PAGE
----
Anderson noted that staff time for small group and individual instruction is important to help students who do not have easy access to private lessons, as do students in urban and suburban districts.

Board member Mike Dennhardt asked Palmer and Anderson if they could handle the instrumental department between the two of them. Anderson declined to answer as a first year teacher, but Palmer said, “I will always do the best I can, but my opinion is there would be a loss in quality.”

Board member Sam Harding noted that in the year the board reduced the teaching force by 15, another band director (Marty Brenden) was hired because band numbers had grown significantly. “For whatever the reason, this community is hugely supportive of the arts,” Harding said.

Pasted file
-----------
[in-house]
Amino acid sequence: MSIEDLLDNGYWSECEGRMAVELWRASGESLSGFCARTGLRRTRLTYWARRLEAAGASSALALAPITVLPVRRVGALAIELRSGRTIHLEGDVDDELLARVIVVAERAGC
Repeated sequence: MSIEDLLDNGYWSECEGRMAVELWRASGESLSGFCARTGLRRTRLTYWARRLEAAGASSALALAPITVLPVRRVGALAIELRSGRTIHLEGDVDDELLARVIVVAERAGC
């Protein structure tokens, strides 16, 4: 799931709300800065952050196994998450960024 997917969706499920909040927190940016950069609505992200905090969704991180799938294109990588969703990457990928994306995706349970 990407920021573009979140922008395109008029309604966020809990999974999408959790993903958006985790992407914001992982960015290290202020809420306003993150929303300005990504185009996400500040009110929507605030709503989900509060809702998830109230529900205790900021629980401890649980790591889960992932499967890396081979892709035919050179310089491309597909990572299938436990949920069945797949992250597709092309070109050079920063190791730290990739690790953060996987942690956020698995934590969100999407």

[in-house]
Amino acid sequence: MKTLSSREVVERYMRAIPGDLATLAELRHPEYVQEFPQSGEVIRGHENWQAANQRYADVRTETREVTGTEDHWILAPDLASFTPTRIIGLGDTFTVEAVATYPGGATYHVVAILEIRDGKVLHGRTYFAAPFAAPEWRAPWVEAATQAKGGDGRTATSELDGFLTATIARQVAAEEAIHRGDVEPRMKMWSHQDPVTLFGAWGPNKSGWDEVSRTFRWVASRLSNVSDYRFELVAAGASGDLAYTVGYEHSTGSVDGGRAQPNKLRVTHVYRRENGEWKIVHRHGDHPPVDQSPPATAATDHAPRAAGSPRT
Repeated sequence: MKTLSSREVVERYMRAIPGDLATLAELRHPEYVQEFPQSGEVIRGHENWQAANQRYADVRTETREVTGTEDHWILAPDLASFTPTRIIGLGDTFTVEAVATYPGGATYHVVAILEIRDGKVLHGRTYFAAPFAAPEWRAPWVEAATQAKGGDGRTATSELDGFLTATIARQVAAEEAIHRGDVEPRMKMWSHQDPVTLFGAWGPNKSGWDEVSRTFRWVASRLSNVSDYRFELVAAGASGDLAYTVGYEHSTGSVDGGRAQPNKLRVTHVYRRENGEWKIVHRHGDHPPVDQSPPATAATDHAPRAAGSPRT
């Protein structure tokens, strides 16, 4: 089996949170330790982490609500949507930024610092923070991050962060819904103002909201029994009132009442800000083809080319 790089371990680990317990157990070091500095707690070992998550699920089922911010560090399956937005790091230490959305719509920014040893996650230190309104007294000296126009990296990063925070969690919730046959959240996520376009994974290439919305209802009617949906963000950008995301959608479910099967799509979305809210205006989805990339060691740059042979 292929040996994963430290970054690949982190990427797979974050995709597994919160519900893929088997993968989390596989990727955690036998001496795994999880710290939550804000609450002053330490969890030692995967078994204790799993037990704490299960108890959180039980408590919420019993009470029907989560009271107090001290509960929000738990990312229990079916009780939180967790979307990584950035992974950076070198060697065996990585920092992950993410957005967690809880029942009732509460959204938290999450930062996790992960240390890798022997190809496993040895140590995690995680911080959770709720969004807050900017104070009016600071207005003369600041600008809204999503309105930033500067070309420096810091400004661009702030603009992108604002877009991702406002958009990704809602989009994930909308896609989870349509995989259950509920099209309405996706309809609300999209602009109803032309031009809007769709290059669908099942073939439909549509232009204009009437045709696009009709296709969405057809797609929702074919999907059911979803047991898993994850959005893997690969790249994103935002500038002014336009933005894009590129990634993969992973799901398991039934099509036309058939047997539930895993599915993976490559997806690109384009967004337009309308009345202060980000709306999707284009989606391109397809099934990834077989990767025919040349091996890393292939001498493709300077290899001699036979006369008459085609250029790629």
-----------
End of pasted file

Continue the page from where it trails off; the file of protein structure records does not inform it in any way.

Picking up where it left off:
Christensen reminded the board that at the April 13 public forum, some parents had suggested that the activities director be increased from three-fourths to fulltime. “As we look at stuff, it’s about priorities.”

“That’s what our decisions are. They’re priorities…. I think there are other ways to get the $42,000 if we need it,” Harding said. “I say we advertise for a band director and see what’s out there.”

After discussion, including the possibility of sharing a band director with a neighboring district, the board directed Christensen to post an opening for a middle school instrumental position, noting that it could be a shared position and that the ideal candidate would have strong piano skills. (The district now pays a piano accompanist for the high school choir on an hourly basis.)

Should further cuts be needed, a middle school associate position would be cut and/or custodial positions would be reconfigured.